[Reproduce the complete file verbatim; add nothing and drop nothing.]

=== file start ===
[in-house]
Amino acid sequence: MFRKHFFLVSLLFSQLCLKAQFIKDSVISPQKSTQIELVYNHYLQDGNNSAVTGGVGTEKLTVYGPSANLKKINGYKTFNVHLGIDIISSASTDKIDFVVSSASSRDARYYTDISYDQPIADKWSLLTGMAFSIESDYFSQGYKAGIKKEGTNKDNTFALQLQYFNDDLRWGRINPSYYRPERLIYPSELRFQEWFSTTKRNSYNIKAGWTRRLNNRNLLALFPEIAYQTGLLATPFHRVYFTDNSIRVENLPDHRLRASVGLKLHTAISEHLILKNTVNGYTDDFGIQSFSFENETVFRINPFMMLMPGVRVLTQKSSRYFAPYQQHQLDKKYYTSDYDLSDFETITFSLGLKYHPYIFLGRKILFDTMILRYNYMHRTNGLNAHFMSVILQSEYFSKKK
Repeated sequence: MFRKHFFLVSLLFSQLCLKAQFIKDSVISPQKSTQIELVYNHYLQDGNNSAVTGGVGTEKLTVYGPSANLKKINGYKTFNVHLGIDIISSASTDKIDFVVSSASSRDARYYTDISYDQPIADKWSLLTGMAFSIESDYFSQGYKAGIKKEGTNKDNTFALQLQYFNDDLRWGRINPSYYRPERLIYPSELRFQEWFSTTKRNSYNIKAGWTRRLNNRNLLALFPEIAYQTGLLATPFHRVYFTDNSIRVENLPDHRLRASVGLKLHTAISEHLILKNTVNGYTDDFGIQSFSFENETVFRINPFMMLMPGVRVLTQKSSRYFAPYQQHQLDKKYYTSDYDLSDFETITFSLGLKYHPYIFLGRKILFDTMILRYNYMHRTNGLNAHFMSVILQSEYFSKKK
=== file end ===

[in-house]
Amino acid sequence: MFRKHFFLVSLLFSQLCLKAQFIKDSVISPQKSTQIELVYNHYLQDGNNSAVTGGVGTEKLTVYGPSANLKKINGYKTFNVHLGIDIISSASTDKIDFVVSSASSRDARYYTDISYDQPIADKWSLLTGMAFSIESDYFSQGYKAGIKKEGTNKDNTFALQLQYFNDDLRWGRINPSYYRPERLIYPSELRFQEWFSTTKRNSYNIKAGWTRRLNNRNLLALFPEIAYQTGLLATPFHRVYFTDNSIRVENLPDHRLRASVGLKLHTAISEHLILKNTVNGYTDDFGIQSFSFENETVFRINPFMMLMPGVRVLTQKSSRYFAPYQQHQLDKKYYTSDYDLSDFETITFSLGLKYHPYIFLGRKILFDTMILRYNYMHRTNGLNAHFMSVILQSEYFSKKK
Repeated sequence: MFRKHFFLVSLLFSQLCLKAQFIKDSVISPQKSTQIELVYNHYLQDGNNSAVTGGVGTEKLTVYGPSANLKKINGYKTFNVHLGIDIISSASTDKIDFVVSSASSRDARYYTDISYDQPIADKWSLLTGMAFSIESDYFSQGYKAGIKKEGTNKDNTFALQLQYFNDDLRWGRINPSYYRPERLIYPSELRFQEWFSTTKRNSYNIKAGWTRRLNNRNLLALFPEIAYQTGLLATPFHRVYFTDNSIRVENLPDHRLRASVGLKLHTAISEHLILKNTVNGYTDDFGIQSFSFENETVFRINPFMMLMPGVRVLTQKSSRYFAPYQQHQLDKKYYTSDYDLSDFETITFSLGLKYHPYIFLGRKILFDTMILRYNYMHRTNGLNAHFMSVILQSEYFSKKK